The world-renowned Telluride Film Festival just marked its 25th anniversary during its traditional Labor Day weekend time slot, celebrating two extraordinary accomplishments.
One is the festival's astonishing success at drawing moviegoers to a tiny town in the heart of the Rockies, far from Hollywood or any big city, to view a program that's kept a well-guarded secret until opening day - partly to build suspense, partly to fend off media hype. The first edition in 1974 attracted about 250 viewers. This year's crowd was many, many times larger.
Just as amazing is the festival's other big accomplishment: selecting films so magnetic in their appeal that audiences will actually go to see them instead of simply reveling in Telluride's dazzling beauty, from tree-covered slopes and sun-drenched peaks to a main-street theater built when the village was still a silver-mining boom town.
If the festival's programmers didn't know their business, their event might have remained a charming but minor appendage to the area's year-round tourist trade. But the show is still run by two of the movie buffs who founded it - independent producer Tom Luddy and film professor Bill Pence. Under their stewardship, the festival has become an internationally acclaimed leader in the delicate craft of balancing the fine art of cinema with the sheer fun of movies.
All of which has an impact on audiences who never even attend the festival, via its increasingly important function as a launching pad for productions. This year's expanded anniversary program had its share of challenging art films, nostalgic retrospectives, and appearances by critics and scholars. But it also showcased a number of popular pictures that will make their way to multiplexes over the next few weeks.
Some even have movie stars - and yes, the festival takes their skills as seriously as other aspects of cinema. The program always includes in-person tributes to three major screen artists, and the most famous honoree of 1998 was Meryl Streep, hailed for her depth, versatility, and intelligence. (Cinematographer Vittorio Storaro and Japanese filmmaker Susumu Hani were the other two honorees. See story on Hani, below.)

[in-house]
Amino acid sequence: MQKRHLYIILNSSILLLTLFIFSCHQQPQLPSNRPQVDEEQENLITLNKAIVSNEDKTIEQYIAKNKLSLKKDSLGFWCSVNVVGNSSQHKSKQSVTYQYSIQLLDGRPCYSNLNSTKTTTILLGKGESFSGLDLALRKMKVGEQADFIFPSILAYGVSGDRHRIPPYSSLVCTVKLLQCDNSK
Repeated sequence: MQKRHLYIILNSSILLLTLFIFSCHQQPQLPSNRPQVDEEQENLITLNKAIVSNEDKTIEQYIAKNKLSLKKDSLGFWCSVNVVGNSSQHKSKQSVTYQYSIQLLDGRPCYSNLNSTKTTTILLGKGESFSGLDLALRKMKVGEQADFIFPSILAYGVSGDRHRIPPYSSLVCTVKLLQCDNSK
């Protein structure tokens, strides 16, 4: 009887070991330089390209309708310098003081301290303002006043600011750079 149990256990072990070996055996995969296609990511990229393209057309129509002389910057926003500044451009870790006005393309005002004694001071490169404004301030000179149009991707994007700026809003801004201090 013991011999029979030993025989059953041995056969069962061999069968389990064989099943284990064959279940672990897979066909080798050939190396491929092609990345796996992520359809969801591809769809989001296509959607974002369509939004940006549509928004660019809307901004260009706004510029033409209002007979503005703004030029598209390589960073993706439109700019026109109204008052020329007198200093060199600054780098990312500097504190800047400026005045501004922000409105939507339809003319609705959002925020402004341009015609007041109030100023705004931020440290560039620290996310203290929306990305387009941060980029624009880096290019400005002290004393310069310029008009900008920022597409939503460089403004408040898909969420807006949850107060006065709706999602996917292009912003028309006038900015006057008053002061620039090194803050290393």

Two decades and 25 films since her first Oscar nomination for "The Deer Hunter," Streep has two new movies due soon: One True Thing, coming Sept. 18, and Dancing at Lughnasa, coming Nov. 13, are among the most eagerly awaited films of the late fall season.
"Dancing" was unveiled here alongside the official tribute to Streep, reconfirming her legendary skill with accents - her Irish brogue is as impeccable as the many others she's wielded. The movie also reminds audiences that for all her stardom, Streep remains a serious actress who's happy to blend into an ensemble. Michael Gambon and Kathy Burke join Streep for this low-key version of Brian Friel's 1991 play about five rural Irish sisters and a slightly mad brother who symbolizes the change that overtakes even the simplest of lives.
Another movie with popular appeal is Central Station, made in Brazil. The country provides expressive backdrops for Walter Salles's humanistic tale of a crusty old woman who befriends an 11-year-old orphan and takes him into the country's interior on a quest for whatever family he might have left. Enjoyable acting and a remarkable sense of geographical detail make this one of the rare Latin American movies to have a real shot at box-office glory when it opens this November.
Excitement also attended the first American showings of The General, due Dec. 18 from John Boorman, who counts "Deliverance" and "Point Blank" among his many credits. He won the Cannes filmfest's best-director prize for this high-energy drama about a real-life Dublin crook (Brendan Gleeson) and the hard-nosed cop (Jon Voight) who swears to end his career. Not since the excellent "Hope and Glory" has Boorman made such a solid bid for a full-fledged hit.
If any significant trend emerged from the Telluride program, it's that a lively crop of international films (with Ireland currently in the lead) may soon be playing a strong role in box-office tallies and awards races alike.
Also notable, if more a coincidence than a trend, is a tendency toward using dance as a means of expressing the subtleties of life and love, from the jigging of "Lughnasa" to the exquisite images of Tango - shown in tribute to camera wizard Storaro. And Dance Me to My Song, directed by Rolf de Heer, is a harrowing portrait of love and compassion battling disability and discontent in an Australian home.
Add the sublime visual revelations of Brakhage, by Jim Shedden, the mingled hilarity and horror of Happiness, by Todd Solondz, five acclaimed pictures from 1928 brought here by guest programmer Peter Bogdanovich, and an enormous number of additional items fitting almost every category there is, and you have a silver anniversary that matched the radiance of this old silver-mining town.
* David Sterritt's e-mail address is: email@example.com